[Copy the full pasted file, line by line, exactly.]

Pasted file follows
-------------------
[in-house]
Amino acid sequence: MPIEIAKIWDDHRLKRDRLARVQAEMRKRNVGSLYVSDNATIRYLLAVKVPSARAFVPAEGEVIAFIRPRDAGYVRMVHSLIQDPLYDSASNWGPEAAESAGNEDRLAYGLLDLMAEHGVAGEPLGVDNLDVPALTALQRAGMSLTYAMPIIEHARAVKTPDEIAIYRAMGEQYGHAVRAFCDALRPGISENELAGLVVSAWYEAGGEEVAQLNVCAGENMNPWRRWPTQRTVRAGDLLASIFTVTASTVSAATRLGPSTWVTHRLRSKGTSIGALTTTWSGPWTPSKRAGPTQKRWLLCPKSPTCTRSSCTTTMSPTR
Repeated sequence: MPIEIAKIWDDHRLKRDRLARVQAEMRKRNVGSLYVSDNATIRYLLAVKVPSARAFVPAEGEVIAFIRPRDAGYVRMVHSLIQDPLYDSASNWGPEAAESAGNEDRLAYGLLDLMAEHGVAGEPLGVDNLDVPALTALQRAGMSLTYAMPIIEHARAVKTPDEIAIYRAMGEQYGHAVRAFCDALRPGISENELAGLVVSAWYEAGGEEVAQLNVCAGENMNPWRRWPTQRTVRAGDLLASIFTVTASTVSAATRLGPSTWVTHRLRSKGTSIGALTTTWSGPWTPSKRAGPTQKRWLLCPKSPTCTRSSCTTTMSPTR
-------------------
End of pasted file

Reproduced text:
[in-house]
Amino acid sequence: MPIEIAKIWDDHRLKRDRLARVQAEMRKRNVGSLYVSDNATIRYLLAVKVPSARAFVPAEGEVIAFIRPRDAGYVRMVHSLIQDPLYDSASNWGPEAAESAGNEDRLAYGLLDLMAEHGVAGEPLGVDNLDVPALTALQRAGMSLTYAMPIIEHARAVKTPDEIAIYRAMGEQYGHAVRAFCDALRPGISENELAGLVVSAWYEAGGEEVAQLNVCAGENMNPWRRWPTQRTVRAGDLLASIFTVTASTVSAATRLGPSTWVTHRLRSKGTSIGALTTTWSGPWTPSKRAGPTQKRWLLCPKSPTCTRSSCTTTMSPTR
Repeated sequence: MPIEIAKIWDDHRLKRDRLARVQAEMRKRNVGSLYVSDNATIRYLLAVKVPSARAFVPAEGEVIAFIRPRDAGYVRMVHSLIQDPLYDSASNWGPEAAESAGNEDRLAYGLLDLMAEHGVAGEPLGVDNLDVPALTALQRAGMSLTYAMPIIEHARAVKTPDEIAIYRAMGEQYGHAVRAFCDALRPGISENELAGLVVSAWYEAGGEEVAQLNVCAGENMNPWRRWPTQRTVRAGDLLASIFTVTASTVSAATRLGPSTWVTHRLRSKGTSIGALTTTWSGPWTPSKRAGPTQKRWLLCPKSPTCTRSSCTTTMSPTR